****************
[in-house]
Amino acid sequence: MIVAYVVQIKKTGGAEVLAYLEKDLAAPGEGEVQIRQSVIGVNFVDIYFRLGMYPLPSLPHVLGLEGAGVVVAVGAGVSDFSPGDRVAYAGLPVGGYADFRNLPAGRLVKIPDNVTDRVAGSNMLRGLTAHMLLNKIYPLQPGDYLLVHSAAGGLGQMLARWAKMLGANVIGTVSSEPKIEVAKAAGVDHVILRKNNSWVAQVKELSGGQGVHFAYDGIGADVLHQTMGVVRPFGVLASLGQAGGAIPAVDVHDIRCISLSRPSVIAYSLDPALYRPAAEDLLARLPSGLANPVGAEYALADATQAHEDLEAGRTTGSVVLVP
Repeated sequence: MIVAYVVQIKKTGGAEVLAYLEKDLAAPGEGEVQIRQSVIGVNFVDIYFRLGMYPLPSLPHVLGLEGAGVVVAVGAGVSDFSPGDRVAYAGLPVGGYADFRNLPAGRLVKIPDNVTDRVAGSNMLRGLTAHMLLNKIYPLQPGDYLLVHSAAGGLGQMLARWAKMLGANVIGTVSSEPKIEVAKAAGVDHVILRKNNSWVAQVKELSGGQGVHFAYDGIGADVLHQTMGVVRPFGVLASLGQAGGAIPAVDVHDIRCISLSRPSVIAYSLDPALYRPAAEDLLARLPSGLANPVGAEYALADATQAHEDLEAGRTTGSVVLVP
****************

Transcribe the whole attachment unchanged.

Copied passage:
[in-house]
Amino acid sequence: MIVAYVVQIKKTGGAEVLAYLEKDLAAPGEGEVQIRQSVIGVNFVDIYFRLGMYPLPSLPHVLGLEGAGVVVAVGAGVSDFSPGDRVAYAGLPVGGYADFRNLPAGRLVKIPDNVTDRVAGSNMLRGLTAHMLLNKIYPLQPGDYLLVHSAAGGLGQMLARWAKMLGANVIGTVSSEPKIEVAKAAGVDHVILRKNNSWVAQVKELSGGQGVHFAYDGIGADVLHQTMGVVRPFGVLASLGQAGGAIPAVDVHDIRCISLSRPSVIAYSLDPALYRPAAEDLLARLPSGLANPVGAEYALADATQAHEDLEAGRTTGSVVLVP
Repeated sequence: MIVAYVVQIKKTGGAEVLAYLEKDLAAPGEGEVQIRQSVIGVNFVDIYFRLGMYPLPSLPHVLGLEGAGVVVAVGAGVSDFSPGDRVAYAGLPVGGYADFRNLPAGRLVKIPDNVTDRVAGSNMLRGLTAHMLLNKIYPLQPGDYLLVHSAAGGLGQMLARWAKMLGANVIGTVSSEPKIEVAKAAGVDHVILRKNNSWVAQVKELSGGQGVHFAYDGIGADVLHQTMGVVRPFGVLASLGQAGGAIPAVDVHDIRCISLSRPSVIAYSLDPALYRPAAEDLLARLPSGLANPVGAEYALADATQAHEDLEAGRTTGSVVLVP